by Pat Cummings, Certified Clinically Clean® Specialist
Pat is our logical Logistics and Warehouse Manager. She also holds a BA in Organic Chemistry with a minor in Physics and is a Certified Clinically Clean Specialist. Pat has such a heart for animals and helped start Paws2Help Animal Ministry which provides therapy animals to people in need. Pictured here with her boy, Mac (‘Ch. Old Drum’s Unchained CGC), Pat also has a rescue Doberman Pinscher named Lexie, a Birman cat named JJ and Laddie, a mini horse.
I’ve often mused, “What if dogs and cats could run the vacuum instead of running from it.”
Vacuuming is the best way to rid pet hair on carpets, hard surface floors and pet bedding, but there are some quick ways to clean up between vacuumings.
Wet Rubber Glove
To rid pet hair from an upholstered surface, moisten your rubber gloves and run your hands across the surface of cushions to accumulate pet hair.
Regular vacuuming, like once or twice a week, will keep pet hair from burrowing into the carpet. But if you have a rug or carpet that’s been neglected, try using a carpet rake to lift the pet hair to the surface before vacuuming.
For quick hair removal on hard surface flooring, use a dry microfiber mop to sweep up and collect pet hair. Actually “sweeping” the surface with a broom just stirs pet hair around.
Brush Your Pet Several Times A Week
Collecting hair on the brush keeps it off the floor! Brush your pet outside if possible. Even your cat needs brushing regularly to keep down constipation and hairballs. Cats do clean themselves (unless they’re elderly or ill) so you may not need to bathe them. But dogs can use a once-a-month bath. Bathing dogs more often strips essential oils from their skin and leads to skin problems. With some dogs you may be able to bathe less often. A good rule of thumb, if you can smell a stinky dog, he or she needs a bath.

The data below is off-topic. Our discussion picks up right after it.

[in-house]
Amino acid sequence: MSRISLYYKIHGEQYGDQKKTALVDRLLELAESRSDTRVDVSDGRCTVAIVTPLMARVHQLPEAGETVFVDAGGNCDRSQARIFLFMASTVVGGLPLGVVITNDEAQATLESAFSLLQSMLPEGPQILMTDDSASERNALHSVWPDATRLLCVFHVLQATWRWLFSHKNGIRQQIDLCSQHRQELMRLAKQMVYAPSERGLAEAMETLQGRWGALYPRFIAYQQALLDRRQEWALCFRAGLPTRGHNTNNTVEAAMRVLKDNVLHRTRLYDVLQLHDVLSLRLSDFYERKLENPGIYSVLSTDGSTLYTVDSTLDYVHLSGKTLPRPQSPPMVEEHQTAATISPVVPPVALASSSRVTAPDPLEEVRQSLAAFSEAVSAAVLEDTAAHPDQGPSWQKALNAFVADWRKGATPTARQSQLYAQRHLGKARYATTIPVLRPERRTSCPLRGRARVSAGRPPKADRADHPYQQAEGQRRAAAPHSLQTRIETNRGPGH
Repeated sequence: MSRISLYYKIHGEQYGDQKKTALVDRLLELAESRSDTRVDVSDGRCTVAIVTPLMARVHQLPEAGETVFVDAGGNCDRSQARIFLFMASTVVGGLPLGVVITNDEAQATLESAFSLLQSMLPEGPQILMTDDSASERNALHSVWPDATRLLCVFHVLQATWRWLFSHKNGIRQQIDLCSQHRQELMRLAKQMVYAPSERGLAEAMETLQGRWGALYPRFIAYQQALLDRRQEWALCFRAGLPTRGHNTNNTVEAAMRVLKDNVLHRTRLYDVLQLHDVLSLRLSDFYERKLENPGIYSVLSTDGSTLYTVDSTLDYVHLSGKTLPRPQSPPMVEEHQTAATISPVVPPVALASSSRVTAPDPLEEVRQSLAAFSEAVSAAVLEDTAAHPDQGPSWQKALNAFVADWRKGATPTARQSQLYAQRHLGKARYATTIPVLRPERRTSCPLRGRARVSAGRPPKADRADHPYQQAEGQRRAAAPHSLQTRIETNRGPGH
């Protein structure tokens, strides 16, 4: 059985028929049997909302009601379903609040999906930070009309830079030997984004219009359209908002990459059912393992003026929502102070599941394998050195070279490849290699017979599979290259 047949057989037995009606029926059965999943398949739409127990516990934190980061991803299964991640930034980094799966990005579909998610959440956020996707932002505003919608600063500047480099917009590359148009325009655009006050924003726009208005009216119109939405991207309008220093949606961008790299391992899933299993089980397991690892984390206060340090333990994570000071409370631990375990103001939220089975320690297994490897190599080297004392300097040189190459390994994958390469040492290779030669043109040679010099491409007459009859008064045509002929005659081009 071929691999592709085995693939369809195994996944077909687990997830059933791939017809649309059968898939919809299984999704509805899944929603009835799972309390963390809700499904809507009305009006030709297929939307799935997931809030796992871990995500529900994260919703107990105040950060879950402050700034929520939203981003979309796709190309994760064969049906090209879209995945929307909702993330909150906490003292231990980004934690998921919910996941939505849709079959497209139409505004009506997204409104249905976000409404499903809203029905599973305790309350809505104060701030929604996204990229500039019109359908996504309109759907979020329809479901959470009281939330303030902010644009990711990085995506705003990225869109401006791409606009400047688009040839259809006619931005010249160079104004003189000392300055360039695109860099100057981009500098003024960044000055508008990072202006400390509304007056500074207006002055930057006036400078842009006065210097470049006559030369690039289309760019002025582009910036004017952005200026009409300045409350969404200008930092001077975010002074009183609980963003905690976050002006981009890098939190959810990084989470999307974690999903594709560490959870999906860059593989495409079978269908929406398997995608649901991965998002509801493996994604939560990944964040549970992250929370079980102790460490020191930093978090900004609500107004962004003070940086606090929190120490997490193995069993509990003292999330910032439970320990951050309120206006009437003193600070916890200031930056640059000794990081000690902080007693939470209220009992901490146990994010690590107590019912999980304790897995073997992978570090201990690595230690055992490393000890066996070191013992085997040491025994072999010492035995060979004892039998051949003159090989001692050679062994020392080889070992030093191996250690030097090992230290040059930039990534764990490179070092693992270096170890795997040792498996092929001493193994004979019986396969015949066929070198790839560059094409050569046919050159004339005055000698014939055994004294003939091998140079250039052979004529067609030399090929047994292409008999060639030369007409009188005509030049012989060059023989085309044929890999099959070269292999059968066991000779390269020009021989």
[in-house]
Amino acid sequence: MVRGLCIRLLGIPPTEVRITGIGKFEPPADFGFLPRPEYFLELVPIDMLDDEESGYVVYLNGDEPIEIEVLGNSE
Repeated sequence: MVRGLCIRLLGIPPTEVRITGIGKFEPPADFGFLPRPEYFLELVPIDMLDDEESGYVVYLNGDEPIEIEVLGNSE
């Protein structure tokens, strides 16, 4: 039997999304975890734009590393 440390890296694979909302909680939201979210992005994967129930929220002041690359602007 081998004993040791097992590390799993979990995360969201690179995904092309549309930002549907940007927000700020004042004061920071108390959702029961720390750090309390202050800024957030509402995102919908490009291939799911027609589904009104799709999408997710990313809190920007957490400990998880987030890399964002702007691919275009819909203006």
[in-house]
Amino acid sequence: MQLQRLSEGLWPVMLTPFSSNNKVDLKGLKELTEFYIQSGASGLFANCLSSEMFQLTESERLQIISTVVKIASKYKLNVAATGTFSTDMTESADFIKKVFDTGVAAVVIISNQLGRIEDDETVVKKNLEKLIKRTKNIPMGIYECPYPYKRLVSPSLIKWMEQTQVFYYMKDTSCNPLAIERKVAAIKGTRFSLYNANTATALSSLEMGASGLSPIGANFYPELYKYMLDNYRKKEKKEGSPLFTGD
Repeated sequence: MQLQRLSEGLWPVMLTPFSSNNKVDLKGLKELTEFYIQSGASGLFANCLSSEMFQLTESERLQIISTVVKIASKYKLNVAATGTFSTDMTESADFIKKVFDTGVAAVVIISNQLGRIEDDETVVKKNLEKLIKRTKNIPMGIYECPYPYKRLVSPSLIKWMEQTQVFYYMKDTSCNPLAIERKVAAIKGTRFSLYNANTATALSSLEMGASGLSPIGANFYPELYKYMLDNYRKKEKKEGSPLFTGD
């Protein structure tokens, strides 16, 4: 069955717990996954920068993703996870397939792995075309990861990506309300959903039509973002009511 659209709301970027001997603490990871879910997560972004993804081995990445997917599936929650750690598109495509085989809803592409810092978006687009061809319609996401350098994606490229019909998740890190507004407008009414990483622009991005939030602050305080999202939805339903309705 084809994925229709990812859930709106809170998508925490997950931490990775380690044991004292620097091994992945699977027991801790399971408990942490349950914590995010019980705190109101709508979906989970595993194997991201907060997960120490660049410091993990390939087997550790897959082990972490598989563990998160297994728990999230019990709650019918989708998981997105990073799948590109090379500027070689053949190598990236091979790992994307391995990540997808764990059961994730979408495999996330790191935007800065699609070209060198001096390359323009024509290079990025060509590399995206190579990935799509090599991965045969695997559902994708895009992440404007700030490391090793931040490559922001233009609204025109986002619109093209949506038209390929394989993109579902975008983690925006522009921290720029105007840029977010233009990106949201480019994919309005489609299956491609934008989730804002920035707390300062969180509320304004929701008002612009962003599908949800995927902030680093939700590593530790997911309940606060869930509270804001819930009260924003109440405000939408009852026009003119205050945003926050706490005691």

Blot Don’t Rub
When Fifi or Fido has an accident on a rug or carpet, remember “blot” it up. Don’t wipe or rub. If it’s urine, grab a roll of paper towels and keep blotting until the towel is dry. Use your foot to apply pressure to the towel. When you’ve blotted up as much as you can, put down another layer of towels and put a filled gallon jug on top of it to absorb any remaining wetness.
If vomit or feces, first remove the soil. Then use cool, clear tap water to soak the area, then blot with paper towels (as described for urine above) to remove the water along with any remaining soil.
For odor removal of any of the above use an effective oxidizer such as Aseptic Plus at full-strength. Aseptic Plus actually kills the nucleus of odor causing bacteria so that it does not return, unlike hydrogen peroxide. Spray on the area and allow to air dry. If any odor remains spray a second time.
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